The Hanoi Times spoke to leading tourism and hospitality experts about the government’s efforts to boost tourism and attract more qualified international visitors to Vietnam.

“From my point of view, the visa waiver will help stimulate the growth of international tourism in Vietnam. I wish we had done it earlier because when the visa door opens, it will not immediately attract tourists. In this context, Thailand now offers free visas to 76 countries, Malaysia 156, Singapore 162, and the Philippines 157; Vietnam only 25. At present, the “narrow door” of Vietnam’s visa policy affects foreign tourists who want to come to Vietnam and choose only short-term trips.”

Proposing long-term visa options and piloting multiple-entry visas for periods ranging from 12 to 36 months is crucial to attract high-end tourist segments with significant spending potential from key markets such as Europe, Northeast Asia, North America, India, and select Middle Eastern countries. The implementation of the 45-day visa waiver policy for European markets has led to a notable increase in demand.

These are also the markets in which Meliá Hotel International has built its reputation. Visitors who stay longer often return after exploring Hanoi and other regions. While the higher price point may not consistently attract longer stays, a significant portion of our target clientele, including business and leisure travelers, opts for longer stays. Vietnam is a very reasonable place to retire, especially for those who love adventure, beautiful beaches, scenery, cuisine, history, and unique indigenous culture; therefore, an open and reasonable visa policy will greatly benefit tourism.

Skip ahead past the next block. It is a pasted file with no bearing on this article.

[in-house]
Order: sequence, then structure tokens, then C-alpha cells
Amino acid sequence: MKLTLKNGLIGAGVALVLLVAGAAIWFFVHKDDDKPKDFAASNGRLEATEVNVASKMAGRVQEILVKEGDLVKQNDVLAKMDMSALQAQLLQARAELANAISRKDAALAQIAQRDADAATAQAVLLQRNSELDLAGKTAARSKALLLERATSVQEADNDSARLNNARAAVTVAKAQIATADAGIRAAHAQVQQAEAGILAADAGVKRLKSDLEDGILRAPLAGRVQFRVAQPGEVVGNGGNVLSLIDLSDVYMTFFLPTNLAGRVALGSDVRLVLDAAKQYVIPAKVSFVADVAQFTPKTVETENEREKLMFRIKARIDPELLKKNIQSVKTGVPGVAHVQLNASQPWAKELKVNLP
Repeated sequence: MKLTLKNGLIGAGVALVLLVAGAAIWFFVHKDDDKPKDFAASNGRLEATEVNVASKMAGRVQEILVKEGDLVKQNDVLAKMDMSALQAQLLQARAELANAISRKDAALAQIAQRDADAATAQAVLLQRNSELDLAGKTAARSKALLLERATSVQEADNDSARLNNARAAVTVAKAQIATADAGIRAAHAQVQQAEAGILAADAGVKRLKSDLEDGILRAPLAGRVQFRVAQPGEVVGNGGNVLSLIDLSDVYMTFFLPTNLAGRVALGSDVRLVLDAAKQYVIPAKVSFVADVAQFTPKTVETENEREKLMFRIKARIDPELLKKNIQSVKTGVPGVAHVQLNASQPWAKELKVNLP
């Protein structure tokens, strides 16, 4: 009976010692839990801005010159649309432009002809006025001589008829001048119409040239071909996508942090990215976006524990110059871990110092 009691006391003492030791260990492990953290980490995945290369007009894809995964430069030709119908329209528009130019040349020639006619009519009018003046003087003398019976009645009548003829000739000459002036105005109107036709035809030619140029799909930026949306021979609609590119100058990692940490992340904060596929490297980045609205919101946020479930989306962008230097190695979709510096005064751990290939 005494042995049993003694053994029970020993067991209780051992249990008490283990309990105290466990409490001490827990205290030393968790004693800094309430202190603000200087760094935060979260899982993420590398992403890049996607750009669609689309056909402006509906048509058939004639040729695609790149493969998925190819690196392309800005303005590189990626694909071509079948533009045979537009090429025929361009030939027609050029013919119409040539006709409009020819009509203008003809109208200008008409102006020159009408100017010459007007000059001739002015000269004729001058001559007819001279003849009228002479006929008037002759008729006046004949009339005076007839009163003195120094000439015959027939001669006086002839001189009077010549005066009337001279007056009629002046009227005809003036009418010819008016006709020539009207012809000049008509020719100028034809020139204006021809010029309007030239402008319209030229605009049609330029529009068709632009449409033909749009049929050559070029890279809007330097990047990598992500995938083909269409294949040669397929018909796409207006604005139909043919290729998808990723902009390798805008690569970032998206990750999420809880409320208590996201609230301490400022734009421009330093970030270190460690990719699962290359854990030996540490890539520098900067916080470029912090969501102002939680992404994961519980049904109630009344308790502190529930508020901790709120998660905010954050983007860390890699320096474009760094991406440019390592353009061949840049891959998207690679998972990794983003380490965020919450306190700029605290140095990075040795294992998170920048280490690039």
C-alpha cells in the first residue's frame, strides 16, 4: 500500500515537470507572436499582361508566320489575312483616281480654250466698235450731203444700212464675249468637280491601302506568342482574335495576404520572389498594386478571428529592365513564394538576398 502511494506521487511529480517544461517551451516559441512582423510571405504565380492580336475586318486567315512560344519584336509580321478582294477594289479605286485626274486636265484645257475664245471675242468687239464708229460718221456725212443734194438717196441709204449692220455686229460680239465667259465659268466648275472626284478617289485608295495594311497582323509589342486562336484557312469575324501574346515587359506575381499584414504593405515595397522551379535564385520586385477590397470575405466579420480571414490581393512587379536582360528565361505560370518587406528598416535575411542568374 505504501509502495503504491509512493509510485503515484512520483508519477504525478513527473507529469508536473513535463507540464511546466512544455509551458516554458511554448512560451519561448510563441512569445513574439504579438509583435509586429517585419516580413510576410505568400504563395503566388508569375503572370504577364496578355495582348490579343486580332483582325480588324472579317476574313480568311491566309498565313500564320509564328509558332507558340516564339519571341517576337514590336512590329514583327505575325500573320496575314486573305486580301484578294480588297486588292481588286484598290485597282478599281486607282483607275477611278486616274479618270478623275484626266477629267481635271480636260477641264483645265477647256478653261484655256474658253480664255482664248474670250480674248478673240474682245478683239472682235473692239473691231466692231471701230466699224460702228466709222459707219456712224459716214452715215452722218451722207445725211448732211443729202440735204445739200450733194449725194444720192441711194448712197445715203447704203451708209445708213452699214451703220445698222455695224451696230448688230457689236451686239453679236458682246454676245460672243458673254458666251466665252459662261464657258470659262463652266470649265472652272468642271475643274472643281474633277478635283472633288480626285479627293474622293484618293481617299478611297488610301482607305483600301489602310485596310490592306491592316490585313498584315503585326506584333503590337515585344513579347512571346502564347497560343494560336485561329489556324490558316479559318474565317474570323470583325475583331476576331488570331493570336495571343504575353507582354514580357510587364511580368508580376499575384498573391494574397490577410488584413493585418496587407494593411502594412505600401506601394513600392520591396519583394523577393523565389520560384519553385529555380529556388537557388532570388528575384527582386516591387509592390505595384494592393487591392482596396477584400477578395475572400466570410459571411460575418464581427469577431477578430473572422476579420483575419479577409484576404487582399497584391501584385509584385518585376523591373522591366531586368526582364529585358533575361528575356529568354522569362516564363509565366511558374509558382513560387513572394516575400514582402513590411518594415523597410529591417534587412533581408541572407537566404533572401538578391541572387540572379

Moreover, the most important thing in attracting tourists is the competitiveness and attractiveness of the destination, as no tourist decides to travel just because there is an open visa policy to a country.

Compared to other countries in the region that have done this and extended visa-free to many countries, Vietnam still lacks attractive tourism PR campaigns, attractive products, and services to encourage visitors to stay longer and spend more. In 2023, we undertook a complete renovation of two restaurants, Mosaico and Cham, the Garbo Bar, our wellness facilities, and all our ballrooms and function rooms, introducing new service packages combining accommodation and sightseeing, which made us proud and confident with our products to welcome all guests.

Let’s consider some key markets with high-paying rates, like Switzerland, Belgium, Australia, UAE, and India (which already have direct flights). If we could prioritize those countries that already have direct flights, it would help boost tourists’ access faster. At Meliá Hanoi, 50% of our top nationalities are visa-free for up to 45 days. In 2023, we witnessed a substantial uptick in stays from Spain, Japan, the UK, and Germany. We hope Australia, the UAE, the US, and a potential market such as India will soon join the list.

The visa facilitation policy was really what the tourism industry had been